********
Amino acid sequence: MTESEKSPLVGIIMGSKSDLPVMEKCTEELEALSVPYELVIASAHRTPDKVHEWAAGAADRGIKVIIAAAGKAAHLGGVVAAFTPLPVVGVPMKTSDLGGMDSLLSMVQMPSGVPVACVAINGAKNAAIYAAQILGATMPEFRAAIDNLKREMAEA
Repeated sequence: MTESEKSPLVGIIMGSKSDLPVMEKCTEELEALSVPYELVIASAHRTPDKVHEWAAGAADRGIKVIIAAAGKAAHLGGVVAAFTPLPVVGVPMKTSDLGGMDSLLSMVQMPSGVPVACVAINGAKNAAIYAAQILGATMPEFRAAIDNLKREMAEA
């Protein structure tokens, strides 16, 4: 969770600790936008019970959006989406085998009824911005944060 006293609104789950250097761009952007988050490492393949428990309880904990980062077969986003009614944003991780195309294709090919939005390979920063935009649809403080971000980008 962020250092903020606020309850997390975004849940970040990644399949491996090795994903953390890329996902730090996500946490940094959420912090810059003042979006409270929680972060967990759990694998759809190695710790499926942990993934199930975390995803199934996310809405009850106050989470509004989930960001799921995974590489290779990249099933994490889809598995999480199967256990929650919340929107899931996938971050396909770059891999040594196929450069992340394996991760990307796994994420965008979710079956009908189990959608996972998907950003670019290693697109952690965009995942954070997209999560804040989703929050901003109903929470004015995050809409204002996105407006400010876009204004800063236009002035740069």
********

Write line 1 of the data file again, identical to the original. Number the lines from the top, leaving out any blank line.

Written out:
Amino acid sequence: MTESEKSPLVGIIMGSKSDLPVMEKCTEELEALSVPYELVIASAHRTPDKVHEWAAGAADRGIKVIIAAAGKAAHLGGVVAAFTPLPVVGVPMKTSDLGGMDSLLSMVQMPSGVPVACVAINGAKNAAIYAAQILGATMPEFRAAIDNLKREMAEA